In other words, if booster recovery continues to work, and I see no reason why it shouldn't even if there are more bumps in the road for SpaceX then the Falcon 9 may find itself in the situation of thousands of aircraft still flying even though their production was discontinued many years ago. Shutting down the production line is not the same as shutting down the launch vehicle.

They will still need to run the second stage production line and cost pressure to shut it down will increase over time. Assuming that BFR works as intended they will phase out Falcon, with the possible exception for a while of manned Dragon flights to the ISS. They can build a stock of second stages for that as it will be a predetermined number of flights.

Has SpaceX stopped working on the recoverable fairing and second stage for the Falcon 9? Were they ever working seriously on second stage recovery? Of course with the BFR/BFS in operation, there is little or no benefit from a recoverable second stage for the Falcon 9 as the stockpile can deal with the transition.

They’ve recently been pretty clear that faring recovery and reuse is in the plan, some efforts to recover the second stage will happen, but only for data without any intent for reuse.

Offline guckyfan

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Re: When will F9/F9H be retired?
« Reply #164 on: 10/21/2017 02:21 PM »
I am not quite clear on second stage recovery. I understand they will at least do the ED part of EDL. But actually getting anything back, that is bigger than the debris of their first water landing? Maybe not.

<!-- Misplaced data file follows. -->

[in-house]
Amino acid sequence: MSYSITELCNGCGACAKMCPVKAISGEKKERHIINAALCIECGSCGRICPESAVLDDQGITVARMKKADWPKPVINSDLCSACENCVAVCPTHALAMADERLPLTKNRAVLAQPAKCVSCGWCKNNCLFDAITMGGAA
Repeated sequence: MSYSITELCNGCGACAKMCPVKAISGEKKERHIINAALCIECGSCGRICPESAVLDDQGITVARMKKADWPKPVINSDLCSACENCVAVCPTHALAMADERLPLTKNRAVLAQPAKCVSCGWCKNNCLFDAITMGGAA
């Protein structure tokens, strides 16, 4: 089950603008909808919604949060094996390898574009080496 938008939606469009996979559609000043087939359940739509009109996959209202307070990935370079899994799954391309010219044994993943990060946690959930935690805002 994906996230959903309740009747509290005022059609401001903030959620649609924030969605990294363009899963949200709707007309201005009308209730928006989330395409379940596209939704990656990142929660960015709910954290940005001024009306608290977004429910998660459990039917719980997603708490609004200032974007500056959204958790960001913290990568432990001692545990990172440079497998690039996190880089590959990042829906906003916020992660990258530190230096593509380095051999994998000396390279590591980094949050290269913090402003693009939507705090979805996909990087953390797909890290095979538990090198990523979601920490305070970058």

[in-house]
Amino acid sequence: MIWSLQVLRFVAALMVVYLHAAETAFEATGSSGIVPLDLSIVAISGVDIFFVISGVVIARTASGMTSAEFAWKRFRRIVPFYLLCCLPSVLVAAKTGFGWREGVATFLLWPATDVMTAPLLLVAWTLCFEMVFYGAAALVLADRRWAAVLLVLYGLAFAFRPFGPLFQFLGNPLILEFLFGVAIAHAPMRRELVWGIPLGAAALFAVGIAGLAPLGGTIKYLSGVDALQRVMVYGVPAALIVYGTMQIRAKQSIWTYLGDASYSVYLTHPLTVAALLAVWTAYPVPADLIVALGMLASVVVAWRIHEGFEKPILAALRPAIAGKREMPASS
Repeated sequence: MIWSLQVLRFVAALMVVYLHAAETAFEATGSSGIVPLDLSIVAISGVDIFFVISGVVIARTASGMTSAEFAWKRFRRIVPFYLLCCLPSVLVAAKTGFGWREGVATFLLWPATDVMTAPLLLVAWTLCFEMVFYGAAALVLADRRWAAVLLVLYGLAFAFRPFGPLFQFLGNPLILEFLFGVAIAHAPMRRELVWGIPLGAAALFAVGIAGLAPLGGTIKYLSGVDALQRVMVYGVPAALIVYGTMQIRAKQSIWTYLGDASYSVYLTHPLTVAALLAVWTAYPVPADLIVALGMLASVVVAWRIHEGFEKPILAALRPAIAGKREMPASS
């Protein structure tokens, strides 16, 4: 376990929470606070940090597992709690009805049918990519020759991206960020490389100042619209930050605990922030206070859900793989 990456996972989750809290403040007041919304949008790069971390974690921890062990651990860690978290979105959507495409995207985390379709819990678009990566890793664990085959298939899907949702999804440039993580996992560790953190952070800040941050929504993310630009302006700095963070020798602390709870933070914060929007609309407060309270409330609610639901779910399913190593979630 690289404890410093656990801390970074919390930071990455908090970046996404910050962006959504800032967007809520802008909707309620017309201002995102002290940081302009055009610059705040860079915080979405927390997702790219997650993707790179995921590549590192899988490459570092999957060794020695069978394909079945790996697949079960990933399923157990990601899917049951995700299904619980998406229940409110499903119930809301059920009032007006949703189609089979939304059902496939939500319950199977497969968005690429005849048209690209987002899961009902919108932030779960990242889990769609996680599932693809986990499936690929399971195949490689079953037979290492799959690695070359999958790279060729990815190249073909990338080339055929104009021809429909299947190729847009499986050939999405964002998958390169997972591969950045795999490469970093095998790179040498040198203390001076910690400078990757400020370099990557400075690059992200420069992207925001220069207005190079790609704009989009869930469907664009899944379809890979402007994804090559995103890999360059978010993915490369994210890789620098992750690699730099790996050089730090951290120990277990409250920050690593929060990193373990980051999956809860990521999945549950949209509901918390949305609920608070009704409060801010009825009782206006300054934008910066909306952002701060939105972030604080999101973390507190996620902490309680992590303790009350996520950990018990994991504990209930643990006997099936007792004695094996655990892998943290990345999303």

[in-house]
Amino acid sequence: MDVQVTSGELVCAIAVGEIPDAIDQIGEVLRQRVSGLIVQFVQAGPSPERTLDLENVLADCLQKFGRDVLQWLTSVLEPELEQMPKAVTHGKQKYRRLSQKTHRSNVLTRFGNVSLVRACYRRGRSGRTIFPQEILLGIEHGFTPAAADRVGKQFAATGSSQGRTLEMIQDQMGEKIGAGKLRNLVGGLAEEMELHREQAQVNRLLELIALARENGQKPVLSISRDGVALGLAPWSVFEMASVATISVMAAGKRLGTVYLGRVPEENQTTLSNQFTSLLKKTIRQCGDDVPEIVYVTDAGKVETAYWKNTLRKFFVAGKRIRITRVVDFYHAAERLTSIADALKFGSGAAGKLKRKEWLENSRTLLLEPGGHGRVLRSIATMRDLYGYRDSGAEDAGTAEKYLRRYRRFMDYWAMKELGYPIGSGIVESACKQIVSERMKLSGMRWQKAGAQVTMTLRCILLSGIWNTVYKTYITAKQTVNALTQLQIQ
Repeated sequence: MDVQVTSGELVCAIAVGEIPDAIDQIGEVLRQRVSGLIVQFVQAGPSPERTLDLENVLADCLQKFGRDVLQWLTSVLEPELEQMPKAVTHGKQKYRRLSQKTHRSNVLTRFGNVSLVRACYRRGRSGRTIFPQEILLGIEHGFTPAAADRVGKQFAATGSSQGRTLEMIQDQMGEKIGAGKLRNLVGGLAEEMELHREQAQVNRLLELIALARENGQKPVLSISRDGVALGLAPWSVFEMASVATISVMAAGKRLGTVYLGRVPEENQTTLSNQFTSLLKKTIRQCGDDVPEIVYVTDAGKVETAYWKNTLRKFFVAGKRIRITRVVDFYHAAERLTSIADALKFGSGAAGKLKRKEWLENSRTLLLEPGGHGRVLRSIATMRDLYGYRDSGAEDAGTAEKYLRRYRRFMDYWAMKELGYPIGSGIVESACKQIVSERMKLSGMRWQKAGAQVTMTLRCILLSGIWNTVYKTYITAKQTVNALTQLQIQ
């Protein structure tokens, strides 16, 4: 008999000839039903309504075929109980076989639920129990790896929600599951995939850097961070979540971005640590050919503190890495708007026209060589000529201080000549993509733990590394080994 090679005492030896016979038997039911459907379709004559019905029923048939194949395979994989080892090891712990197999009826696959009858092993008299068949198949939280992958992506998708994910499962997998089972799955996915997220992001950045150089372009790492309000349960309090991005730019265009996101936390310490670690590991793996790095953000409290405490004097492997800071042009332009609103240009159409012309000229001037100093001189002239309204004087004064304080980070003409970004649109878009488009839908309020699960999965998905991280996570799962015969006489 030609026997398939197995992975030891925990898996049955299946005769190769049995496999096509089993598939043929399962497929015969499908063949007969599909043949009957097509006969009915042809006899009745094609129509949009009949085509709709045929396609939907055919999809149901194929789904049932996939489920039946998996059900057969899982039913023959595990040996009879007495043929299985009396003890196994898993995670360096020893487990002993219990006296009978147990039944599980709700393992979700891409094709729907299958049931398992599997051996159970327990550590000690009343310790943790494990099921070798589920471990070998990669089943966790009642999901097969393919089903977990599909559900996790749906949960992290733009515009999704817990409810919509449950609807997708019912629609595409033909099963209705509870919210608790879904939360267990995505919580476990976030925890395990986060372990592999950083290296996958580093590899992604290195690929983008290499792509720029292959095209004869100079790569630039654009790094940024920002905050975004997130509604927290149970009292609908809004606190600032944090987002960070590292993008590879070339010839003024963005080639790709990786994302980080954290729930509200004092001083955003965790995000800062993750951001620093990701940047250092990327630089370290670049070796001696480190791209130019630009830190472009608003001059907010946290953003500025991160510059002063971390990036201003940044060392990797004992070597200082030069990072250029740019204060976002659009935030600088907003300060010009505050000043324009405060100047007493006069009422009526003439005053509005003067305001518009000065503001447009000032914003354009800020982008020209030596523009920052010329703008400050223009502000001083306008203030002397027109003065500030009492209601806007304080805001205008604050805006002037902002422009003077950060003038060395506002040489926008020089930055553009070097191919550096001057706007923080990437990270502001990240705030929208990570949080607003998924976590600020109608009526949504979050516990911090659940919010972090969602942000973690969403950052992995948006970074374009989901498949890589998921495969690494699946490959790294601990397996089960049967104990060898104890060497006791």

Offline RDoc

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Re: When will F9/F9H be retired?
« Reply #165 on: 10/25/2017 01:21 AM »
Perhaps they just leave the second stage in orbit and pick it up later with a BFS cargo flight after it drops off its payload  ::) ?

The number of manned flights per year is pretty small and hopefully there will be a lot of BFS cargo flights.

Offline aero

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Re: When will F9/F9H be retired?
« Reply #166 on: 10/25/2017 02:27 AM »
Could all of the second stages be drifted into a "salvage yard" orbit and maybe station keep for a while? Obviously not launches with different inclinations than the salvage yard, but launches to the ISS perhaps? What sort of device/equipment would be needed at the salvage yard to attach and lock the orbiting stages into formation? Do the second stages fall within the 50 ton down mass limit? Seems I recall they mass less than half of that.
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Offline Lars-J

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Re: When will F9/F9H be retired?
« Reply #167 on: 10/25/2017 05:42 AM »